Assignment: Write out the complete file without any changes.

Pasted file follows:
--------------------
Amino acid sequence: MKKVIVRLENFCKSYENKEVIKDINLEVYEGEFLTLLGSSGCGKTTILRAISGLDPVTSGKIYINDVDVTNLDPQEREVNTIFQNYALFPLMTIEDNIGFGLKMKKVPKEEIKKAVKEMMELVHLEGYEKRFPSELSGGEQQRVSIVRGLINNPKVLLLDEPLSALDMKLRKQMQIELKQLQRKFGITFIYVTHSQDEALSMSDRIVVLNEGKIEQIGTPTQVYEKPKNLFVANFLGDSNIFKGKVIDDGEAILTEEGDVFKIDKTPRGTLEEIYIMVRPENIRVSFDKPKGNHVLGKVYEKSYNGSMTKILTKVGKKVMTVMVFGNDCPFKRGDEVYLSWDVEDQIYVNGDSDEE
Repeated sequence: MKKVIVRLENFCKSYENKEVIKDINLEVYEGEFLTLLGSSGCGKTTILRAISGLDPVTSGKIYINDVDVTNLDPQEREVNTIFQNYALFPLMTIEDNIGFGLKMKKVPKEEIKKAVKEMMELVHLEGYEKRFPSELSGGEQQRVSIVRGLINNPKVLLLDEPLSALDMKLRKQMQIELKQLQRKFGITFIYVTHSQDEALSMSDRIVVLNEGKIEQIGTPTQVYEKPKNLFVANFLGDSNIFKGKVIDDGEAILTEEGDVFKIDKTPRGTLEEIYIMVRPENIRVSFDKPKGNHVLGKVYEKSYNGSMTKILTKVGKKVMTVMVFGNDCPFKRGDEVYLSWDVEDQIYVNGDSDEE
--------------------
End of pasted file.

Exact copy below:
Amino acid sequence: MKKVIVRLENFCKSYENKEVIKDINLEVYEGEFLTLLGSSGCGKTTILRAISGLDPVTSGKIYINDVDVTNLDPQEREVNTIFQNYALFPLMTIEDNIGFGLKMKKVPKEEIKKAVKEMMELVHLEGYEKRFPSELSGGEQQRVSIVRGLINNPKVLLLDEPLSALDMKLRKQMQIELKQLQRKFGITFIYVTHSQDEALSMSDRIVVLNEGKIEQIGTPTQVYEKPKNLFVANFLGDSNIFKGKVIDDGEAILTEEGDVFKIDKTPRGTLEEIYIMVRPENIRVSFDKPKGNHVLGKVYEKSYNGSMTKILTKVGKKVMTVMVFGNDCPFKRGDEVYLSWDVEDQIYVNGDSDEE
Repeated sequence: MKKVIVRLENFCKSYENKEVIKDINLEVYEGEFLTLLGSSGCGKTTILRAISGLDPVTSGKIYINDVDVTNLDPQEREVNTIFQNYALFPLMTIEDNIGFGLKMKKVPKEEIKKAVKEMMELVHLEGYEKRFPSELSGGEQQRVSIVRGLINNPKVLLLDEPLSALDMKLRKQMQIELKQLQRKFGITFIYVTHSQDEALSMSDRIVVLNEGKIEQIGTPTQVYEKPKNLFVANFLGDSNIFKGKVIDDGEAILTEEGDVFKIDKTPRGTLEEIYIMVRPENIRVSFDKPKGNHVLGKVYEKSYNGSMTKILTKVGKKVMTVMVFGNDCPFKRGDEVYLSWDVEDQIYVNGDSDEE